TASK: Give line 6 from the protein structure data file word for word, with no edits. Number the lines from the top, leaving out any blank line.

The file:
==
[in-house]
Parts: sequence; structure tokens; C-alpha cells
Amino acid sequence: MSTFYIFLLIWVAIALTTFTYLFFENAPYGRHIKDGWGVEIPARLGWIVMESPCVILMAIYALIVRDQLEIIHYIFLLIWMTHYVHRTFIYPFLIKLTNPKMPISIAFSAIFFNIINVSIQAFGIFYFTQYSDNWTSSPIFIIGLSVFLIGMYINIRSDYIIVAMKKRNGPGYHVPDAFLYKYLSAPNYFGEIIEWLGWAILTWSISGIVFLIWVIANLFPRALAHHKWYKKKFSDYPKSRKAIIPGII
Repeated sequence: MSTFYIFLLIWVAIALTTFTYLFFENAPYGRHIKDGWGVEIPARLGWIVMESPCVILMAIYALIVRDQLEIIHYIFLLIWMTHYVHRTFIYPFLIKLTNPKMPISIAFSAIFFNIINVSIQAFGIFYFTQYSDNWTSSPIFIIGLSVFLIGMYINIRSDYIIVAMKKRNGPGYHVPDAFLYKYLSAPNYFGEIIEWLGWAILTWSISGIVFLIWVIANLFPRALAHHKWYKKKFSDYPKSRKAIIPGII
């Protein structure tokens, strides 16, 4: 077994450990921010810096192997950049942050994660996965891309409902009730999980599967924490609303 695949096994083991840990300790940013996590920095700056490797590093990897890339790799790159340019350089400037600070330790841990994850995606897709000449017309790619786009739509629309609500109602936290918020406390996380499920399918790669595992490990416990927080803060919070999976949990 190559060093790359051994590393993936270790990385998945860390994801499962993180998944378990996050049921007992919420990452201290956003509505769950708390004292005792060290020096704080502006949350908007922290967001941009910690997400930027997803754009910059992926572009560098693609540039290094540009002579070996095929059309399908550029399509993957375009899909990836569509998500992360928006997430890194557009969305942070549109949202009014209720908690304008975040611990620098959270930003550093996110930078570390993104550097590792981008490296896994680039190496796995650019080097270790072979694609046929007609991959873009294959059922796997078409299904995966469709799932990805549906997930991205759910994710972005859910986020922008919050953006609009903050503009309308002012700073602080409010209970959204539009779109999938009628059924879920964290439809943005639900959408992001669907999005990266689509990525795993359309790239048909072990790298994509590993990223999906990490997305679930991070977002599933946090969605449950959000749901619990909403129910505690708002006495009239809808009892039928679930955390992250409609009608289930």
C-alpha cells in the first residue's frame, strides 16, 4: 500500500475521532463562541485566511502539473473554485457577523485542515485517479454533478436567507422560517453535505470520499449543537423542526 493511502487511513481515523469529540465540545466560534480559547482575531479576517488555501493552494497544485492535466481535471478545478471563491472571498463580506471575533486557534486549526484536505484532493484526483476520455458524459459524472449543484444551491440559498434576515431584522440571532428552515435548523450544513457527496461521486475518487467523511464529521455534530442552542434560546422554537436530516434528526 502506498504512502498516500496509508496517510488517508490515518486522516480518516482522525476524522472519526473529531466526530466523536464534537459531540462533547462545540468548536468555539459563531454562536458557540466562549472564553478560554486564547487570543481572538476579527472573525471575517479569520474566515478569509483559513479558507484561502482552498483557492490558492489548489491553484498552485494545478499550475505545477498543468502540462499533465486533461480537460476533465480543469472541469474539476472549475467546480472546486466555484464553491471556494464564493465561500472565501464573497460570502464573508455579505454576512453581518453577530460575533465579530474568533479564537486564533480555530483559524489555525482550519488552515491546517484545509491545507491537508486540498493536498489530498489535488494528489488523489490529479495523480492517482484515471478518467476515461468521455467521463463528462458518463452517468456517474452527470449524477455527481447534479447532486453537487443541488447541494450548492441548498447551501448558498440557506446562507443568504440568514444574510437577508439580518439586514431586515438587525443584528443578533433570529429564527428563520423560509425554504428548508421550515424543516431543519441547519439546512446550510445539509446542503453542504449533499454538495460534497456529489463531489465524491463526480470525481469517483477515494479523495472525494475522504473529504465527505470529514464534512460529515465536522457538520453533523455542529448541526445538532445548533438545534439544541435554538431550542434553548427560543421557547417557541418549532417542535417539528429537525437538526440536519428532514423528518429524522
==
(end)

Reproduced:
C-alpha cells in the first residue's frame, strides 16, 4: 500500500475521532463562541485566511502539473473554485457577523485542515485517479454533478436567507422560517453535505470520499449543537423542526 493511502487511513481515523469529540465540545466560534480559547482575531479576517488555501493552494497544485492535466481535471478545478471563491472571498463580506471575533486557534486549526484536505484532493484526483476520455458524459459524472449543484444551491440559498434576515431584522440571532428552515435548523450544513457527496461521486475518487467523511464529521455534530442552542434560546422554537436530516434528526 502506498504512502498516500496509508496517510488517508490515518486522516480518516482522525476524522472519526473529531466526530466523536464534537459531540462533547462545540468548536468555539459563531454562536458557540466562549472564553478560554486564547487570543481572538476579527472573525471575517479569520474566515478569509483559513479558507484561502482552498483557492490558492489548489491553484498552485494545478499550475505545477498543468502540462499533465486533461480537460476533465480543469472541469474539476472549475467546480472546486466555484464553491471556494464564493465561500472565501464573497460570502464573508455579505454576512453581518453577530460575533465579530474568533479564537486564533480555530483559524489555525482550519488552515491546517484545509491545507491537508486540498493536498489530498489535488494528489488523489490529479495523480492517482484515471478518467476515461468521455467521463463528462458518463452517468456517474452527470449524477455527481447534479447532486453537487443541488447541494450548492441548498447551501448558498440557506446562507443568504440568514444574510437577508439580518439586514431586515438587525443584528443578533433570529429564527428563520423560509425554504428548508421550515424543516431543519441547519439546512446550510445539509446542503453542504449533499454538495460534497456529489463531489465524491463526480470525481469517483477515494479523495472525494475522504473529504465527505470529514464534512460529515465536522457538520453533523455542529448541526445538532445548533438545534439544541435554538431550542434553548427560543421557547417557541418549532417542535417539528429537525437538526440536519428532514423528518429524522